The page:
What are the client installation options that are presented to users in the Client Installation wizard when using Group Policy?
When using Group Policy to install a client, the following installation options may be presented to users in the Client Installation wizard:
- Assign: This option installs the client software automatically without any user interaction. It is typically used in situations where the user does not have administrative access to their computer.
- Publish: This option makes the client software available to the user, but does not install it automatically. The user can then choose to install the software at their convenience.
- Advanced: This option allows the user to customize the installation by selecting additional components or specifying installation options. It is typically used by advanced users who require additional configuration options.
- Repair: This option repairs an existing installation of the client software. It can be used to fix issues with the installation or to upgrade to a newer version of the software.
- Remove: This option removes the client software from the user's computer. It can be used to uninstall the software or to clean up a failed installation.
Overall, the Client Installation wizard provides users with several options for installing, customizing, repairing, or removing client software through Group Policy. The specific options presented may vary depending on the configuration of the policy and the software being installed.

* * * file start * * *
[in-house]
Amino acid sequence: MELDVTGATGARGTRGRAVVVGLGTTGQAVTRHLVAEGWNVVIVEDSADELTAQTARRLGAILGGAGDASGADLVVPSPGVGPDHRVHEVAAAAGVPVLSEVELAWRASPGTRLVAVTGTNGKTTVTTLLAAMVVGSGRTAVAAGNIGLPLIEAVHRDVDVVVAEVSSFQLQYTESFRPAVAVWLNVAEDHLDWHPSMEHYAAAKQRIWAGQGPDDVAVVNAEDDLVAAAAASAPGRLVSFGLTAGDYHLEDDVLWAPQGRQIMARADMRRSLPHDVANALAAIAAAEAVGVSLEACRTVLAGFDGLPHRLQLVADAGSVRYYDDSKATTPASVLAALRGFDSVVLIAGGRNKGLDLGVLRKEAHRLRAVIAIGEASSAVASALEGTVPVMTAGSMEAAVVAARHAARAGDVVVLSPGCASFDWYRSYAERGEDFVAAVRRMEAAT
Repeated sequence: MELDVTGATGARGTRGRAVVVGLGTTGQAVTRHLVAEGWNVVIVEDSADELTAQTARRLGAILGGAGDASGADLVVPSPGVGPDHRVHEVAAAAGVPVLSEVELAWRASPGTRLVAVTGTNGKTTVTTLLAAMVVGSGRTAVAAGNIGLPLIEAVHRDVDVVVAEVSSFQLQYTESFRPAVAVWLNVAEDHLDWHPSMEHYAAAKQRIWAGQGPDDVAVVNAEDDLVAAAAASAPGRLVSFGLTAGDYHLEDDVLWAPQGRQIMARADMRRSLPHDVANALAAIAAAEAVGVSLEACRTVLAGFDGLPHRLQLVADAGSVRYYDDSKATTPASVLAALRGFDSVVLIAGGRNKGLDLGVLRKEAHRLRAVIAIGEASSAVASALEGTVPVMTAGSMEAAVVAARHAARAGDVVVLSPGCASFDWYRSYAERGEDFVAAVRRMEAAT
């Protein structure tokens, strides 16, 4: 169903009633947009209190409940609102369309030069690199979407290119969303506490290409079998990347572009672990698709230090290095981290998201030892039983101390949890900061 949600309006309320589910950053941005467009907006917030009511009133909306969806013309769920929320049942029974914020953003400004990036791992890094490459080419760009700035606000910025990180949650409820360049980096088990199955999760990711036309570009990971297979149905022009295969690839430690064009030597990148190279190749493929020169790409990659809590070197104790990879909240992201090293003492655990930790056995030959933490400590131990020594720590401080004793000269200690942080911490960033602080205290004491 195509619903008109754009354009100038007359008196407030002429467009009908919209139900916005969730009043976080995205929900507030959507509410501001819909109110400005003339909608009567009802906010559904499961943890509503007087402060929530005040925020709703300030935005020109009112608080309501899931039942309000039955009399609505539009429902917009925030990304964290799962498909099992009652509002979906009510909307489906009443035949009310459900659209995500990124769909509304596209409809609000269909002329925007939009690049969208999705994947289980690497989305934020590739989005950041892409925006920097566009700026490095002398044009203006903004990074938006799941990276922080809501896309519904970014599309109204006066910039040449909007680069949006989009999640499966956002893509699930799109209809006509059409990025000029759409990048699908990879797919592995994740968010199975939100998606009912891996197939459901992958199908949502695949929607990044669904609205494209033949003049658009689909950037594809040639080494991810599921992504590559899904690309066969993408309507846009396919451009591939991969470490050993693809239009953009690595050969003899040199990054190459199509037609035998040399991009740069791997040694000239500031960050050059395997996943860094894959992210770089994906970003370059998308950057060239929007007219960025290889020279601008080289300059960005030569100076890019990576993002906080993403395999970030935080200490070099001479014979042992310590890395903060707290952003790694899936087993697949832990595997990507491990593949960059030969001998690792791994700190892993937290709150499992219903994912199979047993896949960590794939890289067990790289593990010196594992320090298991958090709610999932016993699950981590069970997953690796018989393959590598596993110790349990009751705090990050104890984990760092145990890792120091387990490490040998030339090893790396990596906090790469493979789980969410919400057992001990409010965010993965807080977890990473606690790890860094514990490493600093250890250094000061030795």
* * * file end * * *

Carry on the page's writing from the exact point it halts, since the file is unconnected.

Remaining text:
You can configure the installation options that are presented to users in the Client Installation wizard by using Group Policy. For example, you could create one Group Policy object (GPO)
at the domain level that provides users with a minimal set of installation options, and another for users within a specific OU, which provides the users with additional options. If Group Policy settings conflict, the GPO created at the OU level will override the GPO created at the domain level.
The following Slide Show demonstrates how to configure client installation options:
Group Policy object (GPO):
A collection of group policy settings. Group policy objects are essentially the documents created by the Group Policy snap-in, a Windows 2000 utility. Group Policy objects are stored at the domain level, and they affect users and computers contained in sites, domains, and organizational units. In addition, each Windows 2000 computer has exactly one group of settings stored locally, called the local Group Policy object.